This ratio is called the Rossby Number, and can be used to decide to what extent the "geostrophic wind" corresponds to the real wind, as a function of scale. Ratios of 0.1 or less indicates that the total acceleration is one to two orders of magnitude smaller than the Coriolis acceleration and, thus, the total acceleration can be dropped on an order of magnitude basis: the wind flow will be tangent to the isobars or height contours (see Table 1).

Values approaching 1 or more indicate that the total acceleration experienced by an air parcel is very large, and cannot be dropped out of the equation. In those cases, using the idea of the geostrophic wind to explain what you see on a weather map will produce confusion. In those cases, it will appear that air is moving at right angles to the isobars from higher values of pressure to lower values of pressure.  For example, the Rossby Number is very very large the closer one gets to the Equator where Coriolis Acceleration is zero.

 In Middle Latitudes (Middle Troposphere) Scale of Circulation (Distance Scale; no Friction) Ratio of Total Acceleration to Coriolis Acceleration (Rossby Number) Real Wind Generally Explained by Geostrophic Wind? 10,000 km 0.01 Yes 1,000 km 0.1 Yes 100 km 1.0 Not really 10 km 3.0 No 1 km 4.0 No

Table 1:  Characteristic Rossby Number for different scales of circulation and evaluated in the middle Troposphere.  Red shading indicates that the geostrophic assumption is invalid and air motion will be at right angles to isobars.   Green shading indicates scales at which the geostrophic wind assumption is valid and the geostrophic wind can be considered a valid approximation of the real wind.

Another way to look at this is that real wind is always made up of a portion that is geostrophic and a portion that is not geostrophic (called AGEOSTROPHIC). Here's a simple algebraic expression that summarizes this concept. In this case, the symbol, V, indicates the real (two dimensional) horizontal wind in natural coordinates.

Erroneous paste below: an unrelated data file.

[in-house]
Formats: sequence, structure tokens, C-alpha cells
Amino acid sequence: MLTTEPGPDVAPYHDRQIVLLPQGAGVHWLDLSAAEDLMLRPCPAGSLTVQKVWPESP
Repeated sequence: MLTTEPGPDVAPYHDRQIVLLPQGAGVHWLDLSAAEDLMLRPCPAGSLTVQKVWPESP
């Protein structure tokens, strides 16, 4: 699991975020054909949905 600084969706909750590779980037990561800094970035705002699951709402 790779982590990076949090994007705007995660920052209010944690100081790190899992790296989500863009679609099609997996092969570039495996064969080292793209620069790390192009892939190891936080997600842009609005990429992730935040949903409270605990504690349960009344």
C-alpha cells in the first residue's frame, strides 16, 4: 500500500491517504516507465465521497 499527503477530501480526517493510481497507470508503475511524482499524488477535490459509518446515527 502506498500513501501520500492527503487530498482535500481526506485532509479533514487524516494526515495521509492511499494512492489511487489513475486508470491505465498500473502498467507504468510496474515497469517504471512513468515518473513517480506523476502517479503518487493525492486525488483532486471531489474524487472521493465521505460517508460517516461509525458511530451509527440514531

V = Vgeo + Vageo (3)

It turns out that even at the synoptic and macroscales, there are situations in which the total acceleration (ageostrophic wind) is significant. These situations generally occur in certain portions, or levels, of the troposphere. Also, there is a portion of the troposphere, or level, in which the total acceleration (ageostrophic wind) is small. There the wind will appear to be flowing parallel to the isobars (or height contours) with a magnitude exactly determined by the pressure gradient.  It also turns out that the ageostrophic accelerations are related to the horizontal divergence patterns in the atmosphere (see Table 2).

 Level of the Troposphere Vgeo Vageo Real Wind "Looks" Like Geostrophic Wind? Net Acceleration Hori- zontal  Divergence Upper (300-200 mb level) Yes Large Somewhat Large "Large" Middle (600 to 450 mb) Yes None to small Yes None to small None to small Lower (Sfc to 925 mb) Yes Large Somewhat Large "Large "

Table 2:  Qualitative evaluation of the presence of the geostrophic wind and the ageostrophic wind in the lower, middle, and upper troposphere.  Only in the middle troposphere (green) is the geostrophic wind similar to the actual wind observed.  At the other levels ageostrophic accelerations and winds are large contributions so that the actual wind cannot be approximated by the geostrophic wind realistically.

Thus, students who embrace the concept of the geostrophic approximation "love" the 500 mb chart, because there the wind appears to flow parallel to the contours and in direct proportion to the pressure (or height) gradient. That's the level at which the geostrophic approximation corresponds most closely to the real wind.

This is not the case on 200 and 300 mb charts. It's true that even the largest ageostrophic motions there are relatively small compared to the geostrophic motion. So, at first glance it will appear that the wind is in geostrophic balance. A closer look will reveal areas of cross contour flow, and, also, areas in which the wind speeds do not match what one would expect from solution of the geostrophic wind relation.

Finally, at the ground, there is also substantial cross contour flow. This "disruption" of the geostrophic wind balance occurs chiefly because of friction. That's why the surface wind will most closely resemble the geostrophic wind in regions in which frictional effects are minimal (e.g., over oceans, over flat featureless plains).